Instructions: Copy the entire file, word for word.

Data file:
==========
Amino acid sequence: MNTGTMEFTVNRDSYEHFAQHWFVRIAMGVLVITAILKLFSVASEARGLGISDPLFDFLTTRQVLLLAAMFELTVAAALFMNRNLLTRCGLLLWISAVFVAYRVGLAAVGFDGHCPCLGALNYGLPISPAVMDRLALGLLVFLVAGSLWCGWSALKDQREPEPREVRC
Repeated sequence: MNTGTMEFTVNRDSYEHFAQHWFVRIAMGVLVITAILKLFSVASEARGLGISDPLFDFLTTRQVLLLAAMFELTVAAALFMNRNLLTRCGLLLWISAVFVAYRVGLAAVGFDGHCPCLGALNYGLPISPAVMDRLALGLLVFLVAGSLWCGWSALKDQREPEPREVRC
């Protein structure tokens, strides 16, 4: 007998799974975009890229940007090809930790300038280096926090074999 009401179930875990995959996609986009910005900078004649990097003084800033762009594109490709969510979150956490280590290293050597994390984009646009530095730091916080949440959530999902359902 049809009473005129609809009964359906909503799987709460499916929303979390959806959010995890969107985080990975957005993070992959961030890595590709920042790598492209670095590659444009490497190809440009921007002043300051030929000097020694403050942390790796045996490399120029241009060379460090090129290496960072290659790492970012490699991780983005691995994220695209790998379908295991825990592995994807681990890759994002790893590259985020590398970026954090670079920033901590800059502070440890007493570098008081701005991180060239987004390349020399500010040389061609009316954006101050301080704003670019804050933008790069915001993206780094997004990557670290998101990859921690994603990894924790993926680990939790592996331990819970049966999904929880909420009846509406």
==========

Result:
Amino acid sequence: MNTGTMEFTVNRDSYEHFAQHWFVRIAMGVLVITAILKLFSVASEARGLGISDPLFDFLTTRQVLLLAAMFELTVAAALFMNRNLLTRCGLLLWISAVFVAYRVGLAAVGFDGHCPCLGALNYGLPISPAVMDRLALGLLVFLVAGSLWCGWSALKDQREPEPREVRC
Repeated sequence: MNTGTMEFTVNRDSYEHFAQHWFVRIAMGVLVITAILKLFSVASEARGLGISDPLFDFLTTRQVLLLAAMFELTVAAALFMNRNLLTRCGLLLWISAVFVAYRVGLAAVGFDGHCPCLGALNYGLPISPAVMDRLALGLLVFLVAGSLWCGWSALKDQREPEPREVRC
């Protein structure tokens, strides 16, 4: 007998799974975009890229940007090809930790300038280096926090074999 009401179930875990995959996609986009910005900078004649990097003084800033762009594109490709969510979150956490280590290293050597994390984009646009530095730091916080949440959530999902359902 049809009473005129609809009964359906909503799987709460499916929303979390959806959010995890969107985080990975957005993070992959961030890595590709920042790598492209670095590659444009490497190809440009921007002043300051030929000097020694403050942390790796045996490399120029241009060379460090090129290496960072290659790492970012490699991780983005691995994220695209790998379908295991825990592995994807681990890759994002790893590259985020590398970026954090670079920033901590800059502070440890007493570098008081701005991180060239987004390349020399500010040389061609009316954006101050301080704003670019804050933008790069915001993206780094997004990557670290998101990859921690994603990894924790993926680990939790592996331990819970049966999904929880909420009846509406």